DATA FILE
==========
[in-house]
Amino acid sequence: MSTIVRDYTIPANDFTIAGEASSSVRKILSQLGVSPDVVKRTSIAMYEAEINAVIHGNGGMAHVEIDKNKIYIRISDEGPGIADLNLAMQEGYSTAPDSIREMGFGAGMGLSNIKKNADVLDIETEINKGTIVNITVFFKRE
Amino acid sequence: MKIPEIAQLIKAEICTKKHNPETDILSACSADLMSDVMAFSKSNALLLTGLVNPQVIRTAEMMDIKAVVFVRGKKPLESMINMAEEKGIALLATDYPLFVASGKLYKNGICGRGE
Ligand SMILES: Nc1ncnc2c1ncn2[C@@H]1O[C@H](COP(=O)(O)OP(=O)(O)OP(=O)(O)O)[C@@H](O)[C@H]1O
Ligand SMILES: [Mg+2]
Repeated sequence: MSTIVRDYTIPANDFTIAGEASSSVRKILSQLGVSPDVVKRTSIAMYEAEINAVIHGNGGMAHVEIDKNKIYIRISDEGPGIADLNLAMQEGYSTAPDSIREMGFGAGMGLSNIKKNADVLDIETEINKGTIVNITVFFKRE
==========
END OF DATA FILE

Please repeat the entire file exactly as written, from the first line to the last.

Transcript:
[in-house]
Amino acid sequence: MSTIVRDYTIPANDFTIAGEASSSVRKILSQLGVSPDVVKRTSIAMYEAEINAVIHGNGGMAHVEIDKNKIYIRISDEGPGIADLNLAMQEGYSTAPDSIREMGFGAGMGLSNIKKNADVLDIETEINKGTIVNITVFFKRE
Amino acid sequence: MKIPEIAQLIKAEICTKKHNPETDILSACSADLMSDVMAFSKSNALLLTGLVNPQVIRTAEMMDIKAVVFVRGKKPLESMINMAEEKGIALLATDYPLFVASGKLYKNGICGRGE
Ligand SMILES: Nc1ncnc2c1ncn2[C@@H]1O[C@H](COP(=O)(O)OP(=O)(O)OP(=O)(O)O)[C@@H](O)[C@H]1O
Ligand SMILES: [Mg+2]
Repeated sequence: MSTIVRDYTIPANDFTIAGEASSSVRKILSQLGVSPDVVKRTSIAMYEAEINAVIHGNGGMAHVEIDKNKIYIRISDEGPGIADLNLAMQEGYSTAPDSIREMGFGAGMGLSNIKKNADVLDIETEINKGTIVNITVFFKRE